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Beyond the law: Setting sail

Every Issue

Cite as: December 2013 87 (12) LIJ, p.102

When family lawyer Rebecca Badenoch pulls on her wet weathers the last thing on her mind is property division and dispute resolution. 

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Setting out for two weeks on a yacht the size of some office building lifts with nothing between her and Antarctica and limited food stocks on board, is not something every lawyer would call fun. But for Rebecca Badenoch, partner in charge of family law at Logie-Smith Lanyon, it’s exactly this potentially life threatening, adrenaline-pumping environment that she lives for.

“You develop special relationships with people being out there in a confined space on the waters of Bass Strait, and you have to trust one another with your lives,” she said.

There are plenty of times Ms Badenoch has found herself in dangerous conditions: high winds, rough seas, broken gear and sails. “You try and anticipate these things as much as possible and work to avoid them, but if they happen, you have to keep a cool and sensible head and put the safety of the crew and boat first.”

It’s this absolute physical and psychological challenge, not to mention the fierce competition and camaraderie of sailing, which provides the family lawyer with some welcome relief from the highly emotional nature of her practice.

“Sailing gives me balance and escape. The challenges and rewards of sailing are completely different to those I face at work,” she said.

In the eight years since Ms Badenoch first took up the sport in New Zealand, her trophy cabinet has become crowded. Following in the footsteps of her grandfather Harry Badenoch, who twice won the Sydney to Hobart yacht race in the 1940s, Ms Badenoch has been a member of the crews that won the 2012 Melbourne to Hobart yacht race on Matrix, placed third in the coveted Melbourne to Vanuatu where she was the only female on board during a gruelling two-week adventure, and won the Australian Women’s Keelboat Regatta – a race she now sponsors in the name of her law firm – on an Adams 10 called Top Gun.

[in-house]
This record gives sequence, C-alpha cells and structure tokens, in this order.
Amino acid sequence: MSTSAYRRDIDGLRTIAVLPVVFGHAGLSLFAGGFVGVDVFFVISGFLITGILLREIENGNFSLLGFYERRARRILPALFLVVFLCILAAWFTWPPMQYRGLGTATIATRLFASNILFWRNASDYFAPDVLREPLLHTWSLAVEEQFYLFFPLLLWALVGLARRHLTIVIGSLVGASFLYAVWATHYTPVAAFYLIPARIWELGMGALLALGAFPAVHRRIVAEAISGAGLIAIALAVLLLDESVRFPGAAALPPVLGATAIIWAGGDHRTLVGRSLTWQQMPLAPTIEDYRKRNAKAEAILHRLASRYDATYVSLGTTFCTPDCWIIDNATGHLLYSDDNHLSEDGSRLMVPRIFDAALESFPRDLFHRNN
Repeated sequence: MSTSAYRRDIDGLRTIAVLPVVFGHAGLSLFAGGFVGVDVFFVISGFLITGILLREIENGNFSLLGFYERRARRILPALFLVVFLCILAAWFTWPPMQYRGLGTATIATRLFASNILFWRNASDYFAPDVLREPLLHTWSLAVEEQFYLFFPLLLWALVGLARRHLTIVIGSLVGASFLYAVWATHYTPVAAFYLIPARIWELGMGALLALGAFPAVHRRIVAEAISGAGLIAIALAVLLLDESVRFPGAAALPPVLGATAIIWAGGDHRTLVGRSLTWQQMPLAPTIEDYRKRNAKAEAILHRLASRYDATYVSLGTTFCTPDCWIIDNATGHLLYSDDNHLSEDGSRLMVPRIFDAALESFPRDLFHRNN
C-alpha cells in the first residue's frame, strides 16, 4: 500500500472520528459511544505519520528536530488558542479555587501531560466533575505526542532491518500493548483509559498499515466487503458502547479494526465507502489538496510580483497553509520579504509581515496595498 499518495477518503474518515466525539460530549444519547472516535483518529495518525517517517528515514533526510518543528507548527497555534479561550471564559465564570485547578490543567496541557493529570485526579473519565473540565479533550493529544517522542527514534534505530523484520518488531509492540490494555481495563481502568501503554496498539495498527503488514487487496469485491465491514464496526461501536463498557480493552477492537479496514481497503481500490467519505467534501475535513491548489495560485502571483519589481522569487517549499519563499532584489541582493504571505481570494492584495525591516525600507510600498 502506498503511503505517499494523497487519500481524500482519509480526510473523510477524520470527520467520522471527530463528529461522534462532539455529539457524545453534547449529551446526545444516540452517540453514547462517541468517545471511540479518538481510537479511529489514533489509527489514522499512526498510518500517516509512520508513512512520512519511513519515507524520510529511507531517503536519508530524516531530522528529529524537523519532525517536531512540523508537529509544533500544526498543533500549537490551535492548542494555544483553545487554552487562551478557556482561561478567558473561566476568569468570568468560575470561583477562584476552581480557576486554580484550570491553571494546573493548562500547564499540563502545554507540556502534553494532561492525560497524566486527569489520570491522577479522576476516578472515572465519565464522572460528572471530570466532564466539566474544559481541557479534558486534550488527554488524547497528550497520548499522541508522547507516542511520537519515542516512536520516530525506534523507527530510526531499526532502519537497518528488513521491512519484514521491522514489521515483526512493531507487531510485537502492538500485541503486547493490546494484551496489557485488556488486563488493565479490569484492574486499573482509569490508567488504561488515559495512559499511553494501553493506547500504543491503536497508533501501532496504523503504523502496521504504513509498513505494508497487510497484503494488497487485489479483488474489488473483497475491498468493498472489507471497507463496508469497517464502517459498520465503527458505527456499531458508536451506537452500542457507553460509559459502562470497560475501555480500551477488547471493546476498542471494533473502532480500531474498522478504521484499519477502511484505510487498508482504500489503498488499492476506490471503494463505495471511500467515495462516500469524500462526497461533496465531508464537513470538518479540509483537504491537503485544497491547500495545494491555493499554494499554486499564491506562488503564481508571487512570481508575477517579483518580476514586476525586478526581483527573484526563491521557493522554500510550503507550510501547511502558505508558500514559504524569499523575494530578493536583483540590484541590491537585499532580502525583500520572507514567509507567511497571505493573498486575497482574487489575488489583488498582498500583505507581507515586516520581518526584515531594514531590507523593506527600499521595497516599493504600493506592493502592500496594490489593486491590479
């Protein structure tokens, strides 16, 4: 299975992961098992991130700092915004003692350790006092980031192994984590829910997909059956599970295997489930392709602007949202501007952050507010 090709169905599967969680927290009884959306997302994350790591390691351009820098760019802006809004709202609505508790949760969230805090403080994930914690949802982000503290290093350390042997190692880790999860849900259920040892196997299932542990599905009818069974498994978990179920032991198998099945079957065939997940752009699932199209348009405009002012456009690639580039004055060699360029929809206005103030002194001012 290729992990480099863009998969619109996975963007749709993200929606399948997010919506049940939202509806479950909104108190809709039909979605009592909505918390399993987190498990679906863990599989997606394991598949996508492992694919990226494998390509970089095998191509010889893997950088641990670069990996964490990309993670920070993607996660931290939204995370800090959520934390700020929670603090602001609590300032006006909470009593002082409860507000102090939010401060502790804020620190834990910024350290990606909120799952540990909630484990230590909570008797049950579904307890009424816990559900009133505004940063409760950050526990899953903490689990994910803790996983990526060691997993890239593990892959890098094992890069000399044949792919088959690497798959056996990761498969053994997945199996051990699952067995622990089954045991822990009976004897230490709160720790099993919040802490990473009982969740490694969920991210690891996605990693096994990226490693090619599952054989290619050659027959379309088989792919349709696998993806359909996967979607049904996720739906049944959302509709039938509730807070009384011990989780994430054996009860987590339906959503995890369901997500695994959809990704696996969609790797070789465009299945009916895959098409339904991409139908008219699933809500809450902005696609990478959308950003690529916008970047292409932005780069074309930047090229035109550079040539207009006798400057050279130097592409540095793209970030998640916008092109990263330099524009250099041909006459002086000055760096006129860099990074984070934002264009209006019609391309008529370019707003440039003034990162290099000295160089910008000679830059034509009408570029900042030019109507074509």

Sailing her 32 foot Van der Stat Black Soo boat most weekends to keep physically and technically fit with the Royal Melbourne Yacht Squadron and the Royal Yacht Club of Victoria, is only part of the preparation needed before a major race like this year’s Melbourne to Hobart on 27 December. A huge amount of planning and mental preparation is also required including emergency and safety checks, obtaining the proper handicap inspections and certificates, making sure everyone has radio, sea safety and survival, and first aid certificates. “We spend a lot of time talking about navigation and weather, crew management and watches during the race, who will be responsible for what tasks and provisioning the food and drinks,” she explained. The race starts from Portsea, following the Melbourne to Blairgowrie, making for a packed and tense start-line, which Ms Badenoch said helps blow out any post-Christmas cobwebs. “By the time we are through the Heads the adrenaline is well and truly pumping.”

Harriet Edmund

Three tough races

New Zealand Ocean Race – Simrad two-handed series

> 30, 60 and 90 miles

“I was the only female and on one occasion we started the race in over 40 knots of breeze making it the most exhausting race I’ve done.”

Melbourne to Hobart (Westcoaster)

> 440 nautical miles

“The most challenging of the Hobart races because there’s nothing between us and Antarctica, and nowhere to stop if you get into trouble.”

Melbourne to Vanuatu

> 1885 nautical miles

“Two continuous weeks at sea, during which we saw very few animals, barely any land, had only radio contact with other boats, and had to attend to every living need, including sail and plumbing repairs and baking bread!”

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